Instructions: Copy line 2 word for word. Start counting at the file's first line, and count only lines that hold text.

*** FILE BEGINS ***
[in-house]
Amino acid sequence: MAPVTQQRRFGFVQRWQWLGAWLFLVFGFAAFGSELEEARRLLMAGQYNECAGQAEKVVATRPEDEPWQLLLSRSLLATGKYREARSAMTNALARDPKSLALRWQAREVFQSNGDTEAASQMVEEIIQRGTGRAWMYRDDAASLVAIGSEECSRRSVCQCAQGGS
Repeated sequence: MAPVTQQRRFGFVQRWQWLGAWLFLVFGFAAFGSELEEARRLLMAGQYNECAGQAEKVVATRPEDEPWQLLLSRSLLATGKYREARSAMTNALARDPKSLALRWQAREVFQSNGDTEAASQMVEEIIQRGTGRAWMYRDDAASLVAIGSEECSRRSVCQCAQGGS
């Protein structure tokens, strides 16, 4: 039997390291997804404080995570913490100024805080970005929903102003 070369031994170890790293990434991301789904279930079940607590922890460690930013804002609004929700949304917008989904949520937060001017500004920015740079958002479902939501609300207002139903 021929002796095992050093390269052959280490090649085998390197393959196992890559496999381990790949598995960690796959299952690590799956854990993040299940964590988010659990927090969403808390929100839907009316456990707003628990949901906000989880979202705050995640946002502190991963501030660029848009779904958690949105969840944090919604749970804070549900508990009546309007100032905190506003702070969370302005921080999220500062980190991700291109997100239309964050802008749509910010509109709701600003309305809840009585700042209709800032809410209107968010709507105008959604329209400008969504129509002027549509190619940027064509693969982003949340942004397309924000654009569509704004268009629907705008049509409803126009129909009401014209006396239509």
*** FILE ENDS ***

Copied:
Amino acid sequence: MAPVTQQRRFGFVQRWQWLGAWLFLVFGFAAFGSELEEARRLLMAGQYNECAGQAEKVVATRPEDEPWQLLLSRSLLATGKYREARSAMTNALARDPKSLALRWQAREVFQSNGDTEAASQMVEEIIQRGTGRAWMYRDDAASLVAIGSEECSRRSVCQCAQGGS